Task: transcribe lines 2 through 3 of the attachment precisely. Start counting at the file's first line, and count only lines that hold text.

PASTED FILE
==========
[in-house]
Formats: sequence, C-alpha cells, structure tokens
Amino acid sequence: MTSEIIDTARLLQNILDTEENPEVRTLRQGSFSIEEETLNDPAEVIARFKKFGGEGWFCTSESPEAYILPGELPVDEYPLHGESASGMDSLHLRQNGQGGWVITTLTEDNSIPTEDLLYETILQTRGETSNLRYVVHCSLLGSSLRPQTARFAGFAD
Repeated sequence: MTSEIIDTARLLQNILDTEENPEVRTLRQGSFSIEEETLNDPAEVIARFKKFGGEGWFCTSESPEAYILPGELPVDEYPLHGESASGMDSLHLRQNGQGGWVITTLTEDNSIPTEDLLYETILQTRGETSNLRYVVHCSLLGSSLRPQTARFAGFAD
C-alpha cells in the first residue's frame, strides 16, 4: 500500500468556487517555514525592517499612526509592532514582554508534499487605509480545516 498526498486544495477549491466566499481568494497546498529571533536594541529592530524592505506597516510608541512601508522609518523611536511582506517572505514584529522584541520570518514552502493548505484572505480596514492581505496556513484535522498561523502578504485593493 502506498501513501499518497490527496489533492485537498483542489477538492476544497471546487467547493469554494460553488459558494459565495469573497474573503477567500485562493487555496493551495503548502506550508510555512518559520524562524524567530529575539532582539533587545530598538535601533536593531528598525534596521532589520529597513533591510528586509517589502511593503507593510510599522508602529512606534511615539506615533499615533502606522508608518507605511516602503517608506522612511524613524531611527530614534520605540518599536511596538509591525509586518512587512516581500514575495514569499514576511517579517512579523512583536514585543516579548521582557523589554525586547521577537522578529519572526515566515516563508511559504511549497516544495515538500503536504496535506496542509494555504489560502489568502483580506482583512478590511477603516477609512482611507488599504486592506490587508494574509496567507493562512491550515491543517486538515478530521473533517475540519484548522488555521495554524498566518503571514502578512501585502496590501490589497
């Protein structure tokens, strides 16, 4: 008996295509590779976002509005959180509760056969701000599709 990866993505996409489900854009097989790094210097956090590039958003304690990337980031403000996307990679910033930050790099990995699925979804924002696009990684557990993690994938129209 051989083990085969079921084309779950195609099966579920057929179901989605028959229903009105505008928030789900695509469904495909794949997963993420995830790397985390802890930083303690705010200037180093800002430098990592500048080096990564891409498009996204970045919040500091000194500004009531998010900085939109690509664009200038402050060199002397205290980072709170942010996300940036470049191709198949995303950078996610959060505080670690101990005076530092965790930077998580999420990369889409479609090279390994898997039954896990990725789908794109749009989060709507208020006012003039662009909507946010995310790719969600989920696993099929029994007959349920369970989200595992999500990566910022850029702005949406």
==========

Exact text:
Formats: sequence, C-alpha cells, structure tokens
Amino acid sequence: MTSEIIDTARLLQNILDTEENPEVRTLRQGSFSIEEETLNDPAEVIARFKKFGGEGWFCTSESPEAYILPGELPVDEYPLHGESASGMDSLHLRQNGQGGWVITTLTEDNSIPTEDLLYETILQTRGETSNLRYVVHCSLLGSSLRPQTARFAGFAD